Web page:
For some rare disease warriors, community centers provide great treatment options. But for people with rare conditions — cancer or otherwise — more specialized care may be required. In that case, the most effective place to find a specialist is often at academic centers and comprehensive care centers.
In a previous conversation with SurvivorNet, Dr. Kenneth Miller, director of outpatient oncology at the University of Maryland’s comprehensive cancer center, explained what differentiates a “comprehensive cancer center” from other treatment providers.
“Pretty much automatically, there’s going to be a team approach [to your care],” Dr. Miller said. “Surgical oncology, medical oncology, radiation oncology, and all the support services — and also wonderful pathology and radiology.”
Dr. Miller added that at a comprehensive cancer center, all of these different specialists work together as a team to help you find the best course of treatment for your specific kind of cancer.
“We call it a tumor board — a group to go through all the details of your case… so you get a group of very smart people coming up with a plan together that is hopefully optimal and gives you the best chance of doing well.”
Clinicaltrials.gov and the SurvivorNet Clinical Trial Finder
Another place to turn to when you’ve been diagnosed with a rare disease and you’re considering experimental treatment or trying to find specialists is clinicaltrials.gov — a database maintained by the U.S. government that compiles privately and publicly funded clinical trials conducted around the world. Clinical trials themselves are research studies that compare the most effective known treatment for a specific type or stage of a disease with a new approach.
Clinicaltrials.gov can help you explore possible treatment options by looking at trials that are actively recruiting. The site also provides the information of some of the most specialized doctors in a specific field since they often end up leading clinical trials that advance our understanding of diseases.
By searching your disease on Clinicaltrials.gov, you will usually come across a list of many studies. The lead researcher will be listed under the heading, “Investigators.” Lead researchers in studies on rare diseases are typically doctors who have specialized in the study of that condition.
And if you’d prefer to search for clinical trials on a more user-friendly site, try SurvivorNet’s new A.I. driven tool built on top of clinicaltrials.gov: the SurvivorNet Clinical Trial Finder. This tool is updated daily and gives users access to more than 100,000+ individual clinical trials to help them find treatment options.
To use the SurvivorNet Clinical Trial Finder, simply answer some basic questions using our custom-designed chat feature and we’ll send customized clinical trial options within your region right to your email. In simplifying the search, we hope to offer multiple opportunities for clinical trial sponsors and clinical research organizations to engage with patients.
“Clinical trials are critical to the development of new therapies, and as we live through this extraordinary revolution in genomics, immunotherapy and targeted therapy, it’s clear that one of the most pressing needs for patients, clinical trials sponsors, and researchers is simply a better way to find patients,” SurvivorNet CEO Steve Alperin said. “Even one percent more people successfully enrolled in clinical trials can change the world.”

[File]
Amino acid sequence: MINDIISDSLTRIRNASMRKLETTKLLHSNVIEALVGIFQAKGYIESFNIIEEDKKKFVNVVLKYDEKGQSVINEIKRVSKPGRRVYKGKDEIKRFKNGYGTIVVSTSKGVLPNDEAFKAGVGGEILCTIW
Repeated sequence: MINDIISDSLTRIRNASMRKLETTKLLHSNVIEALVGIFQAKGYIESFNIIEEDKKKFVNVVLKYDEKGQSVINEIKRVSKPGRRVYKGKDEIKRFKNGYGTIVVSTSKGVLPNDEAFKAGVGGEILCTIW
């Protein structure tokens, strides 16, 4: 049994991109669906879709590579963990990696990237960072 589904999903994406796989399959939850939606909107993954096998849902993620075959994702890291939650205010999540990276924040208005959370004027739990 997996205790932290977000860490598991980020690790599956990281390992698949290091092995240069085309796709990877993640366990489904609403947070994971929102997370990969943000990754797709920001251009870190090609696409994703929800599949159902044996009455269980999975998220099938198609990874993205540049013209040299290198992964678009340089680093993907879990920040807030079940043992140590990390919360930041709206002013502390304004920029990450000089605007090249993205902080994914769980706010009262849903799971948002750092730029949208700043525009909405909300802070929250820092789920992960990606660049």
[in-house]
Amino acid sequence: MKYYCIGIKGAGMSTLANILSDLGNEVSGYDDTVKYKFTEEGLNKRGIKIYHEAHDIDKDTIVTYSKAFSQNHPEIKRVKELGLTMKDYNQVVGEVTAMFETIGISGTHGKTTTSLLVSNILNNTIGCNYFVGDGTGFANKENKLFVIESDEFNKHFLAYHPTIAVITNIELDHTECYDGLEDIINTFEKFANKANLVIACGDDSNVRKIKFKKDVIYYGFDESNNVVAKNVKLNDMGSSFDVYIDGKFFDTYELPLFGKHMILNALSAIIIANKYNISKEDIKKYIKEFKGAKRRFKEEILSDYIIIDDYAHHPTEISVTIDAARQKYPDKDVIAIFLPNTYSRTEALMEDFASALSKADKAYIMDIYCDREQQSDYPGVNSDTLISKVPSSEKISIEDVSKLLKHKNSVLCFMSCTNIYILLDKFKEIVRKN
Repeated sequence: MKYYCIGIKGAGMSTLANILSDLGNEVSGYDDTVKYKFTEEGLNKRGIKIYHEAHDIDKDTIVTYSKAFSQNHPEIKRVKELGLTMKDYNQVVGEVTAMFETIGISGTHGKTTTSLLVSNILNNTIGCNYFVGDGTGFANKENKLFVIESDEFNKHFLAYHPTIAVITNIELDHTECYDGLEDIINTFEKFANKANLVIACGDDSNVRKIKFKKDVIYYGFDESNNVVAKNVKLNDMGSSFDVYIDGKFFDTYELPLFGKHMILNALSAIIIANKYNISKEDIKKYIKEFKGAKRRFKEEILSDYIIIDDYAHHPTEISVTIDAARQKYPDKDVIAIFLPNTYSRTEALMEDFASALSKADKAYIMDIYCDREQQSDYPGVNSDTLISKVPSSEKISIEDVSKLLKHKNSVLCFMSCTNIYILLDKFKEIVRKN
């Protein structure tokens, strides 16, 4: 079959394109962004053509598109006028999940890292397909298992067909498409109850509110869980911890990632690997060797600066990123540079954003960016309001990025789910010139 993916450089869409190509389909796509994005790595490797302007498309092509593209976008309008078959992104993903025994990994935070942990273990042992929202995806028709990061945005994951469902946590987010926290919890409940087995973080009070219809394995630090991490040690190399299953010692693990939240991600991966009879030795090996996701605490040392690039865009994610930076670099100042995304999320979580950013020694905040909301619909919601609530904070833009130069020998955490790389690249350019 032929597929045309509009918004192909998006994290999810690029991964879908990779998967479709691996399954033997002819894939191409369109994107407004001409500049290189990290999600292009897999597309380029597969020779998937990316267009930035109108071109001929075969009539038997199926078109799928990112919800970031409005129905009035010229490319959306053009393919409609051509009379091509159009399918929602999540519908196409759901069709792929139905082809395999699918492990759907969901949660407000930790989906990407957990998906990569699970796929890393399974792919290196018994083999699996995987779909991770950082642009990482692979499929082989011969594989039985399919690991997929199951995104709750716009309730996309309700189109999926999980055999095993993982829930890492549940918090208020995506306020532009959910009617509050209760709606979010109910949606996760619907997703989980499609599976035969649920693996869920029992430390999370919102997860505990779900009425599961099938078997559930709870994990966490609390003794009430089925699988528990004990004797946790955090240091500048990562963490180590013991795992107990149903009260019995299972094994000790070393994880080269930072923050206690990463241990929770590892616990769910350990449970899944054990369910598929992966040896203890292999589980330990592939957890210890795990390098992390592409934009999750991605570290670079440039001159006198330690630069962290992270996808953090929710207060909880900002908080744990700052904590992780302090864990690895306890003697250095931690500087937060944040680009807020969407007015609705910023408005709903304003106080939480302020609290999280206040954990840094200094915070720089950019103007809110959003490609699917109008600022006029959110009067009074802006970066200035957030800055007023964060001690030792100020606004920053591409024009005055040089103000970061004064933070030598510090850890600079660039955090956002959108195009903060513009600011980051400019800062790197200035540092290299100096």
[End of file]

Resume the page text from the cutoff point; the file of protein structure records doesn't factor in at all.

Similar to clinicaltrials.gov, PubMed is another place to turn if you’re looking to research your rare disease. This website includes more than 33 million citations for biomedical literature from MEDLINE, life science journals, and online books.
If you type in your disease, you’ll see a list of studies and articles about the condition. You can even add a filter to only look at clinical trial information. By looking at the doctors associated with the published clinical trial results and other articles, you may be able to find doctors that specialize in research for your disease.
For those who’ve been recently diagnosed with a rare disease, we also want to highlight reasons for hope since there is something of a revolution going on in the development of drugs for rare diseases. The sequencing of the human genome has enabled doctors to take new approaches to treating some of these uncommon conditions. One step you may take after being diagnosed with a rare disease is looking into the drug companies developing drugs to treat your condition.
Compassionate Use and Off-Label Use
Drug companies may be able to help patients enroll in clinical trials, and in some rare cases, they may even be able to offer “compassionate use.” Compassionate drug use makes a new drug that has not been fully approved available to a patient facing a serious illness. This only typically happens when a patient has exhausted all other treatment options, but it is an important option to understand.
Similarly, researching drug companies may be a path to “off-label” drug use. Off-label drug use involves taking a drug that has been approved for treating one condition in the hopes that it may treat another condition that it has not yet been approved for.
Contributing: SurvivorNet Staff